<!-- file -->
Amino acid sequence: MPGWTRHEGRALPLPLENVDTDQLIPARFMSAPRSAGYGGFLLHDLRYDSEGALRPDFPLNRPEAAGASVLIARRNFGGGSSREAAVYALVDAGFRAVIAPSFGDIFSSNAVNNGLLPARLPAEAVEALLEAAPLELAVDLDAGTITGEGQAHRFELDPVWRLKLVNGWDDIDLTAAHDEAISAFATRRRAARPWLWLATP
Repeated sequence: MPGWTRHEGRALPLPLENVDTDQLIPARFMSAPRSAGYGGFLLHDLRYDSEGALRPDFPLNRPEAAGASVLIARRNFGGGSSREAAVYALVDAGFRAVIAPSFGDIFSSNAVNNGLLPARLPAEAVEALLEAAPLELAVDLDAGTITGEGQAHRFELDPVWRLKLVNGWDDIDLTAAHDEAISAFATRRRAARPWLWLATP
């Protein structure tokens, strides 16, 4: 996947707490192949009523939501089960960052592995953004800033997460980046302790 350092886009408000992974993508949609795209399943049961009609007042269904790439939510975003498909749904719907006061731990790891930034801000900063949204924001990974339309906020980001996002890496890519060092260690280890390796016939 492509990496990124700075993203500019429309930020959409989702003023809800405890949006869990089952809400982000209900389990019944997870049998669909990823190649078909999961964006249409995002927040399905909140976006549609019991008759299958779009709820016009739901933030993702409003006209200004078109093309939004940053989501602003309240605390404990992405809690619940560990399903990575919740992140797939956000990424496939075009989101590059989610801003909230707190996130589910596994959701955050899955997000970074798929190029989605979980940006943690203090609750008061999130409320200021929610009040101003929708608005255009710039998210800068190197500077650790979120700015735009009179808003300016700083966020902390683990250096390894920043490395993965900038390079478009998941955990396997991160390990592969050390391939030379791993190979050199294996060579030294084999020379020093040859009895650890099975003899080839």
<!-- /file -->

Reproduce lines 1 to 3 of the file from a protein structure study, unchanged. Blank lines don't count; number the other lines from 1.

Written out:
Amino acid sequence: MPGWTRHEGRALPLPLENVDTDQLIPARFMSAPRSAGYGGFLLHDLRYDSEGALRPDFPLNRPEAAGASVLIARRNFGGGSSREAAVYALVDAGFRAVIAPSFGDIFSSNAVNNGLLPARLPAEAVEALLEAAPLELAVDLDAGTITGEGQAHRFELDPVWRLKLVNGWDDIDLTAAHDEAISAFATRRRAARPWLWLATP
Repeated sequence: MPGWTRHEGRALPLPLENVDTDQLIPARFMSAPRSAGYGGFLLHDLRYDSEGALRPDFPLNRPEAAGASVLIARRNFGGGSSREAAVYALVDAGFRAVIAPSFGDIFSSNAVNNGLLPARLPAEAVEALLEAAPLELAVDLDAGTITGEGQAHRFELDPVWRLKLVNGWDDIDLTAAHDEAISAFATRRRAARPWLWLATP
């Protein structure tokens, strides 16, 4: 996947707490192949009523939501089960960052592995953004800033997460980046302790 350092886009408000992974993508949609795209399943049961009609007042269904790439939510975003498909749904719907006061731990790891930034801000900063949204924001990974339309906020980001996002890496890519060092260690280890390796016939 492509990496990124700075993203500019429309930020959409989702003023809800405890949006869990089952809400982000209900389990019944997870049998669909990823190649078909999961964006249409995002927040399905909140976006549609019991008759299958779009709820016009739901933030993702409003006209200004078109093309939004940053989501602003309240605390404990992405809690619940560990399903990575919740992140797939956000990424496939075009989101590059989610801003909230707190996130589910596994959701955050899955997000970074798929190029989605979980940006943690203090609750008061999130409320200021929610009040101003929708608005255009710039998210800068190197500077650790979120700015735009009179808003300016700083966020902390683990250096390894920043490395993965900038390079478009998941955990396997991160390990592969050390391939030379791993190979050199294996060579030294084999020379020093040859009895650890099975003899080839």